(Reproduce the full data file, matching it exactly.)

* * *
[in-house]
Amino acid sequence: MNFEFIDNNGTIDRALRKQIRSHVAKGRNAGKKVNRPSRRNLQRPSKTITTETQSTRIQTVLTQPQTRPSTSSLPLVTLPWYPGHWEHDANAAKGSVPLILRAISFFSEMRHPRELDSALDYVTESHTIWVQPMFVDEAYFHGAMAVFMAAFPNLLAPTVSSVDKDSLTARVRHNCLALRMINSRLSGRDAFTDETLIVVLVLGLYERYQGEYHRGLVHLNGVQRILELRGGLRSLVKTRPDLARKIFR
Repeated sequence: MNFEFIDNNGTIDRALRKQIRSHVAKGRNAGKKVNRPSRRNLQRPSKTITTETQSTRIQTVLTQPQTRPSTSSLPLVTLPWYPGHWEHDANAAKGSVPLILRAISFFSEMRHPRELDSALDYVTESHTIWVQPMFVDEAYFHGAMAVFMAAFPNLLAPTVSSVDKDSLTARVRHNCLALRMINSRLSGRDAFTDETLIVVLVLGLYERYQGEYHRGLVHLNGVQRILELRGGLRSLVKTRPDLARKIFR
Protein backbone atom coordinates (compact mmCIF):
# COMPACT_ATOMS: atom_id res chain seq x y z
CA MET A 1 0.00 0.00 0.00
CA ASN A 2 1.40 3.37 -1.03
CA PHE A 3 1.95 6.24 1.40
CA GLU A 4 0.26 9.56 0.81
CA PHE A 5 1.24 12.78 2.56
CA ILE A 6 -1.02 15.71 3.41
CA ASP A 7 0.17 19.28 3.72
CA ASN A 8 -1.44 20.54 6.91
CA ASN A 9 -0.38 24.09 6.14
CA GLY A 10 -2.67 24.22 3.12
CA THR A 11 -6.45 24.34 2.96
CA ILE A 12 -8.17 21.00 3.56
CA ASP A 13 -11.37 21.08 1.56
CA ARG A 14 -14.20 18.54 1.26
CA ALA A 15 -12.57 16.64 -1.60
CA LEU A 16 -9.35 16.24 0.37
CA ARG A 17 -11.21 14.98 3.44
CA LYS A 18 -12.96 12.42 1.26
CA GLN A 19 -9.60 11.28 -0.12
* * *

[in-house]
Amino acid sequence: MNFEFIDNNGTIDRALRKQIRSHVAKGRNAGKKVNRPSRRNLQRPSKTITTETQSTRIQTVLTQPQTRPSTSSLPLVTLPWYPGHWEHDANAAKGSVPLILRAISFFSEMRHPRELDSALDYVTESHTIWVQPMFVDEAYFHGAMAVFMAAFPNLLAPTVSSVDKDSLTARVRHNCLALRMINSRLSGRDAFTDETLIVVLVLGLYERYQGEYHRGLVHLNGVQRILELRGGLRSLVKTRPDLARKIFR
Repeated sequence: MNFEFIDNNGTIDRALRKQIRSHVAKGRNAGKKVNRPSRRNLQRPSKTITTETQSTRIQTVLTQPQTRPSTSSLPLVTLPWYPGHWEHDANAAKGSVPLILRAISFFSEMRHPRELDSALDYVTESHTIWVQPMFVDEAYFHGAMAVFMAAFPNLLAPTVSSVDKDSLTARVRHNCLALRMINSRLSGRDAFTDETLIVVLVLGLYERYQGEYHRGLVHLNGVQRILELRGGLRSLVKTRPDLARKIFR
Protein backbone atom coordinates (compact mmCIF):
# COMPACT_ATOMS: atom_id res chain seq x y z
CA MET A 1 0.00 0.00 0.00
CA ASN A 2 1.40 3.37 -1.03
CA PHE A 3 1.95 6.24 1.40
CA GLU A 4 0.26 9.56 0.81
CA PHE A 5 1.24 12.78 2.56
CA ILE A 6 -1.02 15.71 3.41
CA ASP A 7 0.17 19.28 3.72
CA ASN A 8 -1.44 20.54 6.91
CA ASN A 9 -0.38 24.09 6.14
CA GLY A 10 -2.67 24.22 3.12
CA THR A 11 -6.45 24.34 2.96
CA ILE A 12 -8.17 21.00 3.56
CA ASP A 13 -11.37 21.08 1.56
CA ARG A 14 -14.20 18.54 1.26
CA ALA A 15 -12.57 16.64 -1.60
CA LEU A 16 -9.35 16.24 0.37
CA ARG A 17 -11.21 14.98 3.44
CA LYS A 18 -12.96 12.42 1.26
CA GLN A 19 -9.60 11.28 -0.12